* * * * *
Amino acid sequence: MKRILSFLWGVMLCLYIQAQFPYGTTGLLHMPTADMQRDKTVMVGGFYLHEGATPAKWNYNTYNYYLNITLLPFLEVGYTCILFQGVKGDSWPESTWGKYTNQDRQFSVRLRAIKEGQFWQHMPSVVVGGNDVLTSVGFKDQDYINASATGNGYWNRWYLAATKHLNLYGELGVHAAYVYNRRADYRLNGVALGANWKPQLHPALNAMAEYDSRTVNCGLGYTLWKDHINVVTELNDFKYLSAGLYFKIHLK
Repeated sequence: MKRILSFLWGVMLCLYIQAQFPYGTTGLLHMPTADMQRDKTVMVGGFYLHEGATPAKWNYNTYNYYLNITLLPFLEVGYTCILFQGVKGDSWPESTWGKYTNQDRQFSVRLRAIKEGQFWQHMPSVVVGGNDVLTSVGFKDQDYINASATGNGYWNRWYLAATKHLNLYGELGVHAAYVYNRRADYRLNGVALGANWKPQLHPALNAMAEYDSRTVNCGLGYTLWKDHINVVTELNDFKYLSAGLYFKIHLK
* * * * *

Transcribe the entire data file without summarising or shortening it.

Amino acid sequence: MKRILSFLWGVMLCLYIQAQFPYGTTGLLHMPTADMQRDKTVMVGGFYLHEGATPAKWNYNTYNYYLNITLLPFLEVGYTCILFQGVKGDSWPESTWGKYTNQDRQFSVRLRAIKEGQFWQHMPSVVVGGNDVLTSVGFKDQDYINASATGNGYWNRWYLAATKHLNLYGELGVHAAYVYNRRADYRLNGVALGANWKPQLHPALNAMAEYDSRTVNCGLGYTLWKDHINVVTELNDFKYLSAGLYFKIHLK
Repeated sequence: MKRILSFLWGVMLCLYIQAQFPYGTTGLLHMPTADMQRDKTVMVGGFYLHEGATPAKWNYNTYNYYLNITLLPFLEVGYTCILFQGVKGDSWPESTWGKYTNQDRQFSVRLRAIKEGQFWQHMPSVVVGGNDVLTSVGFKDQDYINASATGNGYWNRWYLAATKHLNLYGELGVHAAYVYNRRADYRLNGVALGANWKPQLHPALNAMAEYDSRTVNCGLGYTLWKDHINVVTELNDFKYLSAGLYFKIHLK